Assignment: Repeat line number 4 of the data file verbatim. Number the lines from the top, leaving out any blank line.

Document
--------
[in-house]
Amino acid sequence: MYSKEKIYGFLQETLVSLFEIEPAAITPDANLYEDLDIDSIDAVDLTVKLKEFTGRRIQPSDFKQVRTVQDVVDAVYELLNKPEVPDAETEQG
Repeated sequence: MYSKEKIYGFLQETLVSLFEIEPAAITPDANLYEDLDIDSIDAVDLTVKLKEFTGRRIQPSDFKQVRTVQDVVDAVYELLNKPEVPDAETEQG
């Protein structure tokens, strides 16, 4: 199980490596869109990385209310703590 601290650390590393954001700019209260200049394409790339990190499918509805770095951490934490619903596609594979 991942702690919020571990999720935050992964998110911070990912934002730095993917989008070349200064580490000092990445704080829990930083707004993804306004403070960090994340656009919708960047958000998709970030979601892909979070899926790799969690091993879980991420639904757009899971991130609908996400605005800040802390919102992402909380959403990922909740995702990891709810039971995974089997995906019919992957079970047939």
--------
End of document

């Protein structure tokens, strides 16, 4: 199980490596869109990385209310703590 601290650390590393954001700019209260200049394409790339990190499918509805770095951490934490619903596609594979 991942702690919020571990999720935050992964998110911070990912934002730095993917989008070349200064580490000092990445704080829990930083707004993804306004403070960090994340656009919708960047958000998709970030979601892909979070899926790799969690091993879980991420639904757009899971991130609908996400605005800040802390919102992402909380959403990922909740995702990891709810039971995974089997995906019919992957079970047939």